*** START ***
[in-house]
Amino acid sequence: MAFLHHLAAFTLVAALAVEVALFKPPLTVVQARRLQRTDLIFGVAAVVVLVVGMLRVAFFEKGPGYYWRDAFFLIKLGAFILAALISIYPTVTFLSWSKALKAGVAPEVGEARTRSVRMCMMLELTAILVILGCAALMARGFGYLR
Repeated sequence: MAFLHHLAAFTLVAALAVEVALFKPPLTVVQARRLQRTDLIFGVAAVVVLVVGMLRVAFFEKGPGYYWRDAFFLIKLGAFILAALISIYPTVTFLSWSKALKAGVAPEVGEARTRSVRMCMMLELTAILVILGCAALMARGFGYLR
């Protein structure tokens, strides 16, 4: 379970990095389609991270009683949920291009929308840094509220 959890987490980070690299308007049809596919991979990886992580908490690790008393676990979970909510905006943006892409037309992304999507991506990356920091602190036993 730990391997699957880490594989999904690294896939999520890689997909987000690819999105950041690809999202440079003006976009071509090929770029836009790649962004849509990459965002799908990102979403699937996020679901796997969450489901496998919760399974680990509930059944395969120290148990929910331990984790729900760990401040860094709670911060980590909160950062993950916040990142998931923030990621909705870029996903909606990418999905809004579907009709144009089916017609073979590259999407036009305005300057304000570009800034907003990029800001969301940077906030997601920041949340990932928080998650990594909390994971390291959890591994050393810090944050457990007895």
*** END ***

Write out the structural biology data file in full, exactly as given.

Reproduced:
[in-house]
Amino acid sequence: MAFLHHLAAFTLVAALAVEVALFKPPLTVVQARRLQRTDLIFGVAAVVVLVVGMLRVAFFEKGPGYYWRDAFFLIKLGAFILAALISIYPTVTFLSWSKALKAGVAPEVGEARTRSVRMCMMLELTAILVILGCAALMARGFGYLR
Repeated sequence: MAFLHHLAAFTLVAALAVEVALFKPPLTVVQARRLQRTDLIFGVAAVVVLVVGMLRVAFFEKGPGYYWRDAFFLIKLGAFILAALISIYPTVTFLSWSKALKAGVAPEVGEARTRSVRMCMMLELTAILVILGCAALMARGFGYLR
């Protein structure tokens, strides 16, 4: 379970990095389609991270009683949920291009929308840094509220 959890987490980070690299308007049809596919991979990886992580908490690790008393676990979970909510905006943006892409037309992304999507991506990356920091602190036993 730990391997699957880490594989999904690294896939999520890689997909987000690819999105950041690809999202440079003006976009071509090929770029836009790649962004849509990459965002799908990102979403699937996020679901796997969450489901496998919760399974680990509930059944395969120290148990929910331990984790729900760990401040860094709670911060980590909160950062993950916040990142998931923030990621909705870029996903909606990418999905809004579907009709144009089916017609073979590259999407036009305005300057304000570009800034907003990029800001969301940077906030997601920041949340990932928080998650990594909390994971390291959890591994050393810090944050457990007895």